Railroading North America

12/ (to) Winnipeg

12-outside-tweedmuir-park-103008-0068-usemeDAY 12
Toronto, Ontario toward Winnipeg, Manitoba
Aboard VIA Rail Train #001, “The Canadian”
Friday, October 31, 2008

Minutes outside of Toronto heading west, the conductor announces on the intercom that we should watch for ‘the VIA Rail waver”. Moments later The Canadian glides past a man dressed in a suit standing on a low hill beside the track. He holds up a sign greeting the train.

“He has done this for years — even his auto has a VIA Rail car tag,” a cabin attendant tells me later when I ask who he is. “He is ‘The VIA Rail Waver’ — he is very famous.”

“Yes, but who is he?”

“It’s a mystery. Nobody knows,” the attendant says.

“Nobody’s ever thought to ask him?

“Not that I know of.”

Later, when I re-board the Canadian in Winnipeg heading west with a Toronto-based crew I again ask about the VIA Rail Waver. “Nobody knows who he is or why he does it,” I am again told.

“You’re a Toronto based crew?” the-canadian-0018


“Why doesn’t somebody ride out to his neighborhood and talk to him?”

“I don’t think anyone has ever thought of that.”

Ohmygod. Next time I’m in Toronto, I’ll do it myself.

AIR FARE FOR $600-$1000
I’m trying hard to go to the Town of Churchill on Hudson’s Bay, but work on the tracks is playing havoc with VIA Rail schedules among other problems. Churchill is two-and-a-half days by train each way — a total of five days. With track work, it could be longer.

After I talk with the VIA Rail guy yesterday in Toronto, I check to see if I could fly from Churchill back to Winnipeg after taking the train north. The answer is yes, but…

“Calm Air” (I am not making this name up) flies the route, but they want a $600-$1,000 — more than my entire 30 day pass cost. I check what it would cost from Prince Rupert to Vancouver: $600-$1,000 on Canada Air.
Do I see a pattern? Does every plane trip in the country cost $600-$1,000? These people need a Canadian version of Southwest Airlines.

It develops that they used to, according to Jim, my know-it-all buddy. Jim tells me (long before deciding I am a CIA operative in hiding) that Canada used to have a discount airline that was doing great. But the discounter cracked another airline’s computer system and used information to jigger fares and swindle customers. Now the discount airline is broke. To survive they are charging $600-$1,000 per flight.

That’s Jim story and he stuck to it.

12-tweedsmuir-park-plate-useme-1030080063True or not, fact is, air fares are $600-$1,000 on all flights I check — so I’ll continue to ride the rails and stay on terra firma.

It is clear that “Silver and Blue Class” on The Canadian is a gastronomical heaven — or nightmare.

Perched in the front of the dome car, the cabin attendant hands out glasses of wine (I pass), plates of finger food (I’ll have two — wait — three) and downstairs at the rear of the dome car lays out piles of bananas and apples and Danish and juice and coffee.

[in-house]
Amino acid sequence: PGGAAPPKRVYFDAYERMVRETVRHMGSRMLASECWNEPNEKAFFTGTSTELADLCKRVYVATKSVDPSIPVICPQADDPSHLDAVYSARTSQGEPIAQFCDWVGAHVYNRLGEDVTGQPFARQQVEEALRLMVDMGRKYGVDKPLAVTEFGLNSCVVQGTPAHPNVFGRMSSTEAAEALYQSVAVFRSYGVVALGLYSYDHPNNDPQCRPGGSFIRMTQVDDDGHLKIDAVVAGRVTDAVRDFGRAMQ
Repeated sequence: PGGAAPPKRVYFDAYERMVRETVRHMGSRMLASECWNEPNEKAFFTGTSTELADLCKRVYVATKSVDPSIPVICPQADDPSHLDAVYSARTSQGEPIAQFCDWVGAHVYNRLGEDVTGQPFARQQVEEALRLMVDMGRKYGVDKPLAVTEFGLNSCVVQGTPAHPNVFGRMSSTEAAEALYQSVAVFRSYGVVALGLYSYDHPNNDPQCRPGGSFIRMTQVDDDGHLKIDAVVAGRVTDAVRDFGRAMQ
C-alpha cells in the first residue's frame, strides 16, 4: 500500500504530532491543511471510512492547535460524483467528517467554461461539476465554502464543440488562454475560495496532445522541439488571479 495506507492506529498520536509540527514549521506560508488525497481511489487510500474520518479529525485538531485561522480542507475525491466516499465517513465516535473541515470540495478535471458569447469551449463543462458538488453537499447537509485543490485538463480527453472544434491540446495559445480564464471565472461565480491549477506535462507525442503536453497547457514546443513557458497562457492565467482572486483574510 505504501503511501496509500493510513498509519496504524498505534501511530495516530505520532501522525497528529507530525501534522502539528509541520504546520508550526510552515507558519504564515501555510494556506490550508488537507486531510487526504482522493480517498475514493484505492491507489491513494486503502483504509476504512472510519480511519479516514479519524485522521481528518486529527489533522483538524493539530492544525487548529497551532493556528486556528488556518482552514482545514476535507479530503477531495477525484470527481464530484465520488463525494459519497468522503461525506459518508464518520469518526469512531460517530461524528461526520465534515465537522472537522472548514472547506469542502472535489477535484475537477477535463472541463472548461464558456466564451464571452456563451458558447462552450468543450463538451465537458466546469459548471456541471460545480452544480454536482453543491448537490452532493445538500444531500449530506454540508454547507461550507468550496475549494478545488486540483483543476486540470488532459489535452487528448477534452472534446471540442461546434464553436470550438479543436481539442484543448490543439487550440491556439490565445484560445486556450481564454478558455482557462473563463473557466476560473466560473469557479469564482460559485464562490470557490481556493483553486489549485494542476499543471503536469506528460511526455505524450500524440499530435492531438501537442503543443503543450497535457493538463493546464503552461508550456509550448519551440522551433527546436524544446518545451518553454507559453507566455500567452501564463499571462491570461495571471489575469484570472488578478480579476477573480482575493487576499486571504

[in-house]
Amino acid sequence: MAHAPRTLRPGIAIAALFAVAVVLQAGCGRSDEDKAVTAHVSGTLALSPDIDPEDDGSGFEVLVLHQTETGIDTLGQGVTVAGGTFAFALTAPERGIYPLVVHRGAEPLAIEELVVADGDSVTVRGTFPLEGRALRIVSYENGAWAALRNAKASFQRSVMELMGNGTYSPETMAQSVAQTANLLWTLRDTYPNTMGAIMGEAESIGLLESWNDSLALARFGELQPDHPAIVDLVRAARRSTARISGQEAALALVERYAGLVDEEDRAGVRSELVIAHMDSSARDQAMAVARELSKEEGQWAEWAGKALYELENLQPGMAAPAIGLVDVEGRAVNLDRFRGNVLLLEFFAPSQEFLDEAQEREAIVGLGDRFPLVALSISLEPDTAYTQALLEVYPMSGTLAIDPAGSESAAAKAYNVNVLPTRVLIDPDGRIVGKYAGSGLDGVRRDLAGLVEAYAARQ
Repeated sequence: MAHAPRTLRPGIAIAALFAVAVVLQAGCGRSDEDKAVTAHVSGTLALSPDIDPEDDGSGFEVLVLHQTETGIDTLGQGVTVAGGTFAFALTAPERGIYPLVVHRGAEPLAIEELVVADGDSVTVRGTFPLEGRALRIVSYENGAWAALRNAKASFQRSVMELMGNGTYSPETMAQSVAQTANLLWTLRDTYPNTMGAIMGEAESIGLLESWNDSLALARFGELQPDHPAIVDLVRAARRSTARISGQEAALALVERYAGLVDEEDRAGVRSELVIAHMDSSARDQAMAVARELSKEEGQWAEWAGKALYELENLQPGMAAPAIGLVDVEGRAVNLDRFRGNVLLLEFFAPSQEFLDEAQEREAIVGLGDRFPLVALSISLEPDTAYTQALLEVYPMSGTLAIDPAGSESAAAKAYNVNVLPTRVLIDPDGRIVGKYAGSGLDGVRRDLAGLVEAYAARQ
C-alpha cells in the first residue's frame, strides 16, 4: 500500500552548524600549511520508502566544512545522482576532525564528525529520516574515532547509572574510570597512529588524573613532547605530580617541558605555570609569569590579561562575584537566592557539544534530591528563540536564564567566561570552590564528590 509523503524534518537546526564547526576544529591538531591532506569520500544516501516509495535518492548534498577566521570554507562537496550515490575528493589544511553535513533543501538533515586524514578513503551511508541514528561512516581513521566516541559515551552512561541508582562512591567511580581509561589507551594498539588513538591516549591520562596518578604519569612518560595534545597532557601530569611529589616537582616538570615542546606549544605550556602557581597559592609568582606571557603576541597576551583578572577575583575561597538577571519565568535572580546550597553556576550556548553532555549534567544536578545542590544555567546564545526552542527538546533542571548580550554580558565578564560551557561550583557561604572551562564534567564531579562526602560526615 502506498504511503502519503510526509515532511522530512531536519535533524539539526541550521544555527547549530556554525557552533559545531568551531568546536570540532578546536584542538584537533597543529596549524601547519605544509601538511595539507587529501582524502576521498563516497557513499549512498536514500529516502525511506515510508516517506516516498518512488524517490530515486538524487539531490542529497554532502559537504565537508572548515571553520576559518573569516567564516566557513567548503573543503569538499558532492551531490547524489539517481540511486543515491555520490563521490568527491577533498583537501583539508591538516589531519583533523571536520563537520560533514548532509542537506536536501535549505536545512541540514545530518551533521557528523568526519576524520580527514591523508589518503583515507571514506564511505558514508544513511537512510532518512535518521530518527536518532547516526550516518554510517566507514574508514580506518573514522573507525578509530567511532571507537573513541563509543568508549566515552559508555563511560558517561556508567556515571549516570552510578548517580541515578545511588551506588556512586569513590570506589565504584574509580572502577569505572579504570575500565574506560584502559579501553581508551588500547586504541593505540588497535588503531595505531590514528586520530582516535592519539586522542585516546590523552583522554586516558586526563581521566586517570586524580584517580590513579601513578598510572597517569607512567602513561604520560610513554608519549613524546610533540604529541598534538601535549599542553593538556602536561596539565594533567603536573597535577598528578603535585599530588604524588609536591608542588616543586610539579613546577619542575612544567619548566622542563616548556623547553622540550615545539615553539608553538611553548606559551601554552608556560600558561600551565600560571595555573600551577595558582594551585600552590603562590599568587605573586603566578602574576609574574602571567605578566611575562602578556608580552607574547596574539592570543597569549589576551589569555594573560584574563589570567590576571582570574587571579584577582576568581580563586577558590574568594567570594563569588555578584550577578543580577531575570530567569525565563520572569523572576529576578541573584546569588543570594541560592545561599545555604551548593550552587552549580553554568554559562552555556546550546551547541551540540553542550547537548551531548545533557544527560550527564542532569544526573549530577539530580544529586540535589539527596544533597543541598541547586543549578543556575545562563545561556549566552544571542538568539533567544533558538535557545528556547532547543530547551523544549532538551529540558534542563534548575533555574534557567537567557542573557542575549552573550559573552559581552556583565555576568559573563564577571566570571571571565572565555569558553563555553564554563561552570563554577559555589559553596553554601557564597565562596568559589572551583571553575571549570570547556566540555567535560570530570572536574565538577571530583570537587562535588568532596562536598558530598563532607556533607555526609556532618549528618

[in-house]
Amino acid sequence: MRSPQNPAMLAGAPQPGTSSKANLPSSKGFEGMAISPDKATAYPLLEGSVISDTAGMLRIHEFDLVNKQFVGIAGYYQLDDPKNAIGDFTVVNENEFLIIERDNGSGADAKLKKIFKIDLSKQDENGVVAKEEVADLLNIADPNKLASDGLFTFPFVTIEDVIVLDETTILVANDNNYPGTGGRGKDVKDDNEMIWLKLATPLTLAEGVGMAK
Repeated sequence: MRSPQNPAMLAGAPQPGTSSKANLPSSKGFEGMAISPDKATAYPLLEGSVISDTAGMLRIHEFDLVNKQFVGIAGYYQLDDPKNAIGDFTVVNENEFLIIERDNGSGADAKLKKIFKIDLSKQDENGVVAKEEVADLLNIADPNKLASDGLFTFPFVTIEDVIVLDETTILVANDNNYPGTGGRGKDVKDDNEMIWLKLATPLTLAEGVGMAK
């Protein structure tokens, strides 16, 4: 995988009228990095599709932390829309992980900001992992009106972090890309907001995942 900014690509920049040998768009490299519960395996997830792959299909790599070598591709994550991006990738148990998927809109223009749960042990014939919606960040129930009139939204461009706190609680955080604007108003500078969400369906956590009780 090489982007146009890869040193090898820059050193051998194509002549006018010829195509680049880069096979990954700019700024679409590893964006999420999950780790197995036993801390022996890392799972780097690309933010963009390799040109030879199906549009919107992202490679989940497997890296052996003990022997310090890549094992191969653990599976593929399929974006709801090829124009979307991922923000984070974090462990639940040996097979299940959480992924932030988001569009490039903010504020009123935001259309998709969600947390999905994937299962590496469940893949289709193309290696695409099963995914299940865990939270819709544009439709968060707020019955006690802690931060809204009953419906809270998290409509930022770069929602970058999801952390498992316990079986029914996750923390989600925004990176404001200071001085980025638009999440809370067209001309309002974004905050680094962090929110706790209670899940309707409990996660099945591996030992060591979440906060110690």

Unlike in the Silver and Blue lounge in the Toronto station, I do not have to fight all the geriatric people wolfing everything down. In fact, the geezers are nowhere to be seen. I figure they’re afraid to leave their rooms because the train sways so much. This means clear tracks for me on the mounds of food.

Just as I realize I could gain weight on this train, first class service for lunch is called.

This time I am seated with a couple from Sydney, Australia. He is a doctor “near the end of his career”, as he puts it. His wife is an attorney.

I tell them I am coming to their country for a month in March and ask them where I should go. They tell me that I must go to Hobart, Tasmania and to Adelaide in addition to Sydney and several other places.

We lapse into talking about the native Australians and it is clear that this is an issue of tension. The natives, in the doctor’s view, do little and have little interest in being educated. Moreover, being nomads, they claim virtually all of the country. There are clashes and he sees little chance for resolution.

His wife disagrees arguing that there are several the places of most tension and progress. One of the places she mentions is a place I have been: Moree, New South Wales. I stayed for several days on a Station in Gunnadah, New South Wales with a wealthy sheepherder and his family. The man owned the radio station in Moree and we had flown up to visit it.

I make the mistake of mentioning I have been to Moree and they say little more, fearing they have said too much, I suppose.

int-back-dome-car-bw-useme-103008-0059TWEEDSMUIR PARK
My sleeping room is in a car named “Hearne Manor”. It is the second to last car on a nineteen-car train. The rear car, the dome car, is named “Tweedsmuir Park”. Apparently all of the observation end cars of VIA Rail trains are called “Park Cars” because they are named for Canadian parks.

I discover small plates in “Hearne Manor”, and another in Tweedsmuir Park, the observation car, explaining the names of the car and giving history.

The Tweedsmuir Park car is named for Tweedsmuir Park, which was established in 1938. The plate says the Park is reachable by taking the Canadian Pacific Railway’s “Princess Liner” from Vancouver through Prince Rupert.

Maybe one day that was true, but today there is no Canadian Pacific Railway or the “Princess” liner train.

Like many other railroad lines and railroads in Canada and elsewhere, that line exists no more.

(Photo, Tweedsmuir Park observation car at Sioux Lookout, Ontario; the historical plate in the Tweedsmuir Park dome car, the final car on the train; interior, Tweedsmuir Park observation car)


VIA Rail Canada Train #001, “The Canadian”
Distance Toronto to Winnipeg: 1943 km
Distance Total: 1524 mi + 5174 km


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